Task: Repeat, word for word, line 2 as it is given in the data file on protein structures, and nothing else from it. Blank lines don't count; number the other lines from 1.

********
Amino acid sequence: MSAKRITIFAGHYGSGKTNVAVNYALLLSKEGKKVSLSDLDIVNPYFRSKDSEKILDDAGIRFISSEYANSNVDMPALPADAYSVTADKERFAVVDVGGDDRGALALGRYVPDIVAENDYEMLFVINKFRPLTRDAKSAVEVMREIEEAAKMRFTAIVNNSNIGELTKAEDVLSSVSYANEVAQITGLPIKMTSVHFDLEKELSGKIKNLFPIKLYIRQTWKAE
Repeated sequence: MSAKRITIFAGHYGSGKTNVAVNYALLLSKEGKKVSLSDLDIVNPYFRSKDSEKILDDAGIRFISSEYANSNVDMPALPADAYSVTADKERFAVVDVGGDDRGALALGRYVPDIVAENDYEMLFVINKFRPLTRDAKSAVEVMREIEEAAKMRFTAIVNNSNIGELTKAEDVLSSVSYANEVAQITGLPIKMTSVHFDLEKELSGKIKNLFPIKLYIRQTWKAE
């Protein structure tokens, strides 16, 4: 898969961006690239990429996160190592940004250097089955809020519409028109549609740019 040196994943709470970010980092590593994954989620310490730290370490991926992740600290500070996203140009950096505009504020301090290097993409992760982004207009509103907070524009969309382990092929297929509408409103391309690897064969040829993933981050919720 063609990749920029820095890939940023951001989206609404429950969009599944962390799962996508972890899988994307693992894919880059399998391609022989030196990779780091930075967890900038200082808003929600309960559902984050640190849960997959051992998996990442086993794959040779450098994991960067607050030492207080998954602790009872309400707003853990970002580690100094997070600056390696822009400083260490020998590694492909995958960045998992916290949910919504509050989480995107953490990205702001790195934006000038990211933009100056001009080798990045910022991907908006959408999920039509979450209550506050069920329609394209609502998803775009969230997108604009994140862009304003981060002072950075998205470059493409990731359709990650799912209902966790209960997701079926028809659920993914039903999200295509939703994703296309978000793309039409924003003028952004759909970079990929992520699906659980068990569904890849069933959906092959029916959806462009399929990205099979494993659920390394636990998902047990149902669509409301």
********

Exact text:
Repeated sequence: MSAKRITIFAGHYGSGKTNVAVNYALLLSKEGKKVSLSDLDIVNPYFRSKDSEKILDDAGIRFISSEYANSNVDMPALPADAYSVTADKERFAVVDVGGDDRGALALGRYVPDIVAENDYEMLFVINKFRPLTRDAKSAVEVMREIEEAAKMRFTAIVNNSNIGELTKAEDVLSSVSYANEVAQITGLPIKMTSVHFDLEKELSGKIKNLFPIKLYIRQTWKAE